Johansson's Black Widow has been a mainstay of Marvel's films since her first appearance in 2010's Iron Man 2, but she's never headlined a film of her own.

Age of Ultron, as well as its stars, has been under the PR microscope, with criticism of actors Chris Evans and Jeremy Renner calling the Romanoff character a "slut" in an interview, and Robert Downey Jr.'s character Tony Stark, who is regularly portrayed with an acerbic attitude, making a one-off joke about prima nocta.

Whedon has described himself as a feminist over the years and has been generally praised for elevating female characters, especially with his television show Buffy the Vampire Slayer. So for some, attacks calling Whedon a misogynist were treated with confusion or ridicule.

Some articles described the harassers en masse as "angry feminists" or "angry fans," though as with any Twitter mob, it's difficult to single out any one characteristic other than abusiveness.

Salon's Mary Elizabeth Williams takes issue with these characterizations, arguing that heightened vitriol and even death threats have become commonplace on Twitter, no matter what the subject matter.

"[T]here isn't a single social group in the world that doesn't contain deeply disturbed jackasses with thumbs, ready to actively hate you for whatever you say or do," she writes. "And while I'm sorry to see Whedon depart Twitter, because his exit once again shows the worst of it, I'm not surprised he got fed up with it."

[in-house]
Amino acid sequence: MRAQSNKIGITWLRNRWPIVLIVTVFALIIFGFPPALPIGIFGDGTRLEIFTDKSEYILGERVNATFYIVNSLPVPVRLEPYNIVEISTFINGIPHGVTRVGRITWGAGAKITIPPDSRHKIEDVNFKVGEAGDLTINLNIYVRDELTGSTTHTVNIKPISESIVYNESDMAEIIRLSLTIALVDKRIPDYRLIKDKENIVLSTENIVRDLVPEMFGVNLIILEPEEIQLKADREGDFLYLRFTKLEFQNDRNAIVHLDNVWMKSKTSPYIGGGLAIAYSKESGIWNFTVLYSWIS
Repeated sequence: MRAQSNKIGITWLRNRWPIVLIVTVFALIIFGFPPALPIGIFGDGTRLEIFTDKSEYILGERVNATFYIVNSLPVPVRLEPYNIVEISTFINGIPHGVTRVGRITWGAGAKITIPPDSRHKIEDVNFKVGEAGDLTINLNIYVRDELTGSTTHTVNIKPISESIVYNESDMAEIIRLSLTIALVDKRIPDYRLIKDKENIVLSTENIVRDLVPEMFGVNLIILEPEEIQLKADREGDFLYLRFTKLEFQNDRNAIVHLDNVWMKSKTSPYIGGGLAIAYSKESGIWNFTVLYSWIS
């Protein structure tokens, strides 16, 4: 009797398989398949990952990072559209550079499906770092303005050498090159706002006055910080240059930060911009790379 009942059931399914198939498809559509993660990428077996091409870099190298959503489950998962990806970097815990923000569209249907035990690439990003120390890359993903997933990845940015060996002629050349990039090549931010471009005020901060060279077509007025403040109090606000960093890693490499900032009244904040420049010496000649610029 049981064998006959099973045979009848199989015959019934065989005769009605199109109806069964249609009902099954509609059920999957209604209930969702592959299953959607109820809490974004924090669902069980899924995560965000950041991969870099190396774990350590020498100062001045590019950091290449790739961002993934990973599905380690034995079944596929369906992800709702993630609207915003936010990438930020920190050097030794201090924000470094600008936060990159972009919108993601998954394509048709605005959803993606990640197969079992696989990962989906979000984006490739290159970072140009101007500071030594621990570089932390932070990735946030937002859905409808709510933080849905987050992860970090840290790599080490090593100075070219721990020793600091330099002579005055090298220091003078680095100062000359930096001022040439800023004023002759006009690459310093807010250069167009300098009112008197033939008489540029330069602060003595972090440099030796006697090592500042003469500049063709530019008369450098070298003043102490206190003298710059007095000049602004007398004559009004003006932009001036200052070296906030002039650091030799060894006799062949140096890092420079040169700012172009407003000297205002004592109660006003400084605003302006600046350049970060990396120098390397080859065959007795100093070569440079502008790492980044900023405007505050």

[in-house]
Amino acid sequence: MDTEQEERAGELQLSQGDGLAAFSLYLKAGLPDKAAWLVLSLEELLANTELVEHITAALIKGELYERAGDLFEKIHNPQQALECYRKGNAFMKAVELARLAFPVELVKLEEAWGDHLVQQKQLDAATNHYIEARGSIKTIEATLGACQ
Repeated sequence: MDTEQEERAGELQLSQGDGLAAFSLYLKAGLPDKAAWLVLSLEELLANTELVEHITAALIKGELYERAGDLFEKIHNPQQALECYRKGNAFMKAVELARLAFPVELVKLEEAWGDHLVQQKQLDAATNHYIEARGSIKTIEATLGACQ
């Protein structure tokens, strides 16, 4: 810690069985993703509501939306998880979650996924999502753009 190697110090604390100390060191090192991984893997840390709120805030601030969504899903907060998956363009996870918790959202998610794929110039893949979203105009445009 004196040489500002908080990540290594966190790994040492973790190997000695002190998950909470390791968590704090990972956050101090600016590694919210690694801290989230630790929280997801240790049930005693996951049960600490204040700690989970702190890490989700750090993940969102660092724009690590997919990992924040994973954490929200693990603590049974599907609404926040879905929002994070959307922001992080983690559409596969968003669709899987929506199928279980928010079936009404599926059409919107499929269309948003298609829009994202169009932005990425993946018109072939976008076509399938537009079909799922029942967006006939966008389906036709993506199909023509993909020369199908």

Film Review-Avengers: Age of Ultron

Aaron Taylor-Johnson, left, as Quicksilver/Pietro Maximoff and Elizabeth Olsen as Scarlet Witch/Wanda Maximoff are newcomers to the Avengers films. (Jay Maidment/Disney/Marvel/Associated Press)

James Gunn, who directed the Marvel film Guardians of the Galaxy, posted a lengthy note on his Facebook page, lamenting how "the angry contingent of fandom is getting more aggressive all the time."

"Whatever these angry tweeters are in need of, I don't think it's more anger and more rage thrown back at them on Twitter. I actually think that's what they're seeking. But what they need is something different. Compassion, maybe?"

Actors who have worked with Whedon quickly came to his defence online, including Ruffalo, who responded to criticisms of the Hulk-Widow storyline, and Patton Oswalt, who appears on Marvel's Agents of S.H.I.E.L.D., and Jewel Staite, who co-starred in Whedon's cult hit Firefly.

This isn't the first time Whedon has left Twitter. He described walking away from his account in an interview with Entertainment Weekly in 2013, calling the social media platform "a fascinating social phenomenon" that ended up feeling like a second job. He also said that he originally joined Twitter to promote his 2013 film adaptation of Shakespeare's Much Ado About Nothing.

"The moment I joined, oh my God, what a responsibility, this is enormous work — very fun, but it really started to take up a huge amount of my head space," he said at the time.

Age of Ultron marks Whedon's final project for the gargantuan Marvel films franchise, and Twitter is just be another part of the job he's content to leave behind — at least for now.